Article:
NEW ORLEANS -- Ashley Greco is using this day of sunshine to fire up her grill.

"Might as well, while the sun's still out. While it's semi dry here," Greco said.

Greco knows how bad her street can get with just a little bit of rain.

"Some of these streets, like definitely hold some water," Greco said. "It takes a good 45 minutes for it to drain out. I mean, even if it's a storm for 15 to 20 minutes."

For that reason, Greco's keeping track of the tropical system brewing in the gulf.

"Definitely been keeping an eye on it. Just kind of watching the updates come in," Greco said.

Inside her home, Greco's already started her stock of bottled water, in case going outside the next few days becomes a hassle.

The New Orleans Department of Homeland Security and Emergency Prepardness discussed the storm Monday afternoon, asking people to stay weather alert and clear their catch basins and drains if they're clogged.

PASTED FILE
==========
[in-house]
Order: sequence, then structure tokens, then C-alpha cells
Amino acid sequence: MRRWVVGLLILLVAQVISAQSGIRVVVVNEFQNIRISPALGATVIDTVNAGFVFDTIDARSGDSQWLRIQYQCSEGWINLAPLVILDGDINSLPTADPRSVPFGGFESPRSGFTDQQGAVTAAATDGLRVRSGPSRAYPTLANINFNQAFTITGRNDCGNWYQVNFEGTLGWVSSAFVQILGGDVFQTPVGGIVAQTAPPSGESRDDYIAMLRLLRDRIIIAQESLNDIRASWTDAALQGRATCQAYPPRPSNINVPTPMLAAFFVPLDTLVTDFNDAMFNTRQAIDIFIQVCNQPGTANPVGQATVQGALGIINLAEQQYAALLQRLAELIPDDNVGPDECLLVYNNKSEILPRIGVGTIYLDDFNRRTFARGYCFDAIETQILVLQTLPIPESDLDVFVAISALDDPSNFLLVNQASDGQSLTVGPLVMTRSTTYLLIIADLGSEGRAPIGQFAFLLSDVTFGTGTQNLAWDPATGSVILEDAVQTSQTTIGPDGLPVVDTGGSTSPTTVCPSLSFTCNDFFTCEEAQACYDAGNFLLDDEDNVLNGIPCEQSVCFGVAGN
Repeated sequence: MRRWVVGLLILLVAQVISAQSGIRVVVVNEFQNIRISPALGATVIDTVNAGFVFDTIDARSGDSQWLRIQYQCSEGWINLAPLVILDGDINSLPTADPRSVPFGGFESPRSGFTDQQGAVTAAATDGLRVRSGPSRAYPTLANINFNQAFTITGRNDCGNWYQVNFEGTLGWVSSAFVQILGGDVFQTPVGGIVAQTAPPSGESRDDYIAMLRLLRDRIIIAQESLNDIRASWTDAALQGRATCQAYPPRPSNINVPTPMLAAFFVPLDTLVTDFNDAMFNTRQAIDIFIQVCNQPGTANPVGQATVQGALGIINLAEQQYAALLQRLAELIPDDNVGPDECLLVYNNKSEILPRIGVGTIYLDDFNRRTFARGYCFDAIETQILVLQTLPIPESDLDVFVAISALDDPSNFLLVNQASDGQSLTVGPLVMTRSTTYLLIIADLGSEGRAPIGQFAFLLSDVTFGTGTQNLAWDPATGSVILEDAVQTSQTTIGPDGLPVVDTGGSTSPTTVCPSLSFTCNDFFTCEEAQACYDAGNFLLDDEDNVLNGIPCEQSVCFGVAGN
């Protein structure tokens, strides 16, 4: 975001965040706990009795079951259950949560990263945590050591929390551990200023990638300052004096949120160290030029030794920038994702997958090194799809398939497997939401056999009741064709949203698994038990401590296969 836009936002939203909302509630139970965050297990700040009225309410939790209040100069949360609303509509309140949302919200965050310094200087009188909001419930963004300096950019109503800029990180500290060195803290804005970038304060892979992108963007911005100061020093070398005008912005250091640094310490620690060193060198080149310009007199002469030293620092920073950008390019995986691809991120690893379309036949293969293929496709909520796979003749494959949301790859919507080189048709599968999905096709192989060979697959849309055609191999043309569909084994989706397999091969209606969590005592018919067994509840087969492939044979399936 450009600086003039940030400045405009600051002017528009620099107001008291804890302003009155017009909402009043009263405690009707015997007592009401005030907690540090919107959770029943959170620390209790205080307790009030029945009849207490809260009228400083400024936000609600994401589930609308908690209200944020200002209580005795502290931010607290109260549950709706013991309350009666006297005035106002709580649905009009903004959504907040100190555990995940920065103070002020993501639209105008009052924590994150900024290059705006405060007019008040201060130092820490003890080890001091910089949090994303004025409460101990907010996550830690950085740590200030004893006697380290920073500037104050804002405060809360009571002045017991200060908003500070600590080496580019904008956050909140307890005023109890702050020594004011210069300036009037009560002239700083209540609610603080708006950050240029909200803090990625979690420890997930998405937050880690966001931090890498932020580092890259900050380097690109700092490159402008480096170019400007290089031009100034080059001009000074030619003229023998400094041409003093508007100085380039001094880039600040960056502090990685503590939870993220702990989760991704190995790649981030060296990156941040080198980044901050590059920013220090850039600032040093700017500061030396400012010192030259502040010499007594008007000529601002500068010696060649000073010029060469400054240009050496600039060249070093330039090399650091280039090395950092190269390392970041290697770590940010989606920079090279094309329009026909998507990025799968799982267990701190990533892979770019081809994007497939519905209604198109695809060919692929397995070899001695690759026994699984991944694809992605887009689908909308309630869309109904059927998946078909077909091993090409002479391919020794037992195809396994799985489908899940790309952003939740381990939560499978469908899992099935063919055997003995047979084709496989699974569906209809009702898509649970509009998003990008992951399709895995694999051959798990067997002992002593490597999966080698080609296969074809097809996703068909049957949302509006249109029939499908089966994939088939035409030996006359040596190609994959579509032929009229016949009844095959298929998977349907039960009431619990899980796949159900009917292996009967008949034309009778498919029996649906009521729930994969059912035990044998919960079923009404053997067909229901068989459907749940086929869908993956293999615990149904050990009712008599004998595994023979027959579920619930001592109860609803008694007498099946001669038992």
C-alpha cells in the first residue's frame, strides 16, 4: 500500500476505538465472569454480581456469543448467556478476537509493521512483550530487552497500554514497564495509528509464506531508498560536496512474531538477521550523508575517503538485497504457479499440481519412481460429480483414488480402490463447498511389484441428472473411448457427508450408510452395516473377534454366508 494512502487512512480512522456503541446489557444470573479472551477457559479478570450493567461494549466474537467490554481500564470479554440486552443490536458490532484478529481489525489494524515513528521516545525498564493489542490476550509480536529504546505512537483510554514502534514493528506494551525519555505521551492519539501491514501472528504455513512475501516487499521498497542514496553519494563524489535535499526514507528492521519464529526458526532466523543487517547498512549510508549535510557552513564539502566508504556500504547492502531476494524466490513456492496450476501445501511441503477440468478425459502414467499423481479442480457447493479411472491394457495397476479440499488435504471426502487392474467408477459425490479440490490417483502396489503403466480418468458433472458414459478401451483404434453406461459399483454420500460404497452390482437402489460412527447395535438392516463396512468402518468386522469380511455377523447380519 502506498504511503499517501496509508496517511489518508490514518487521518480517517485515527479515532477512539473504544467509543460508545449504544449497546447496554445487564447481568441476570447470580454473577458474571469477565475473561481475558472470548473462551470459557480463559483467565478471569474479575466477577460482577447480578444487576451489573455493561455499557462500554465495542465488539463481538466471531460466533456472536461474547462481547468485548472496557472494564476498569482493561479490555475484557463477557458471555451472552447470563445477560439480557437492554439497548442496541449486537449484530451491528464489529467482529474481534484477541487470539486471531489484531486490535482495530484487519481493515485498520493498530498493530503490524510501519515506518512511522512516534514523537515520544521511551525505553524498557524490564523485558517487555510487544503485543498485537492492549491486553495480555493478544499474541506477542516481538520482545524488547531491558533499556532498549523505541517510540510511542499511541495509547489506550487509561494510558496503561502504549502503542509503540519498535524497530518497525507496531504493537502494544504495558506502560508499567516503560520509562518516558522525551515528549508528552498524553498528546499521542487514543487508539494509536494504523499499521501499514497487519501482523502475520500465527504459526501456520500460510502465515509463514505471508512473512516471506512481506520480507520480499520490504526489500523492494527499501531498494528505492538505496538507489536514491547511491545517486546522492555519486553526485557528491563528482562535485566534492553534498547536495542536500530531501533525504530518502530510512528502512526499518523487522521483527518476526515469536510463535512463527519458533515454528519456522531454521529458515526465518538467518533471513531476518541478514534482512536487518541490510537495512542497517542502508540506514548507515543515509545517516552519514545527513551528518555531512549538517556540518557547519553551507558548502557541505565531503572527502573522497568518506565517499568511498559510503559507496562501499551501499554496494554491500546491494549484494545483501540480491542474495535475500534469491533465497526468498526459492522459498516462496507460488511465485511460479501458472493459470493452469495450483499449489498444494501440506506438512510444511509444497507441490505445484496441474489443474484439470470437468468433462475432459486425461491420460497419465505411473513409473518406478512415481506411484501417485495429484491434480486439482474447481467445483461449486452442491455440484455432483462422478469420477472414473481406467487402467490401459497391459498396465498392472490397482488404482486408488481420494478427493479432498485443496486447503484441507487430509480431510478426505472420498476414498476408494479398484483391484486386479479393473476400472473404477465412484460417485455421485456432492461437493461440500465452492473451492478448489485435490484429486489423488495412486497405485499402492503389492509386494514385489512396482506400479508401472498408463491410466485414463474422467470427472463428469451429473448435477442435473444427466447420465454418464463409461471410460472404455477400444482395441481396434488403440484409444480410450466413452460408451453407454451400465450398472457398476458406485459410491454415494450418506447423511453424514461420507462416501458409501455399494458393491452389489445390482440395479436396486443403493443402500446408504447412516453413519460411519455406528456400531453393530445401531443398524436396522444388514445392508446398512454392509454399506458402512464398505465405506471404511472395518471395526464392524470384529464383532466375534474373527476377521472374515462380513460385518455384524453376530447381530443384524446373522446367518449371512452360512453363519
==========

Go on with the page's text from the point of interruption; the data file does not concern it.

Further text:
"Make sure that the gutters are clean. Make sure that you know, all of those places that hold standing water. That they're able to drain effectively," Aaron Miller, Director of Homeland Security and Emergency Prepardeness said.

Even though the storm system is not predicted to form into a hurricane, the department is reminding everyone that this is the beginning of the hurricane season and to make sure to begin thinking about emergency preparedness plans.

"Use this as a chance to finalize your checks in preparation for hurricane season. Make sure that you have your emergency go kit. Make sure that you have your food, water, medications, important paper work. Pets that you have. Put aside those pet supplies," Miller said.

It's preparation Greco would rather do, just to be on the safe side.

" I would just like to be comfortable and at least feel safe, you know, before anything does get bad. That's much better than sitting around and trying to get out of here at the last minute," Greco said.

Homeland Security leaders also say they are closely watching the storm and checking in regularly with the National Weather Service and State partners.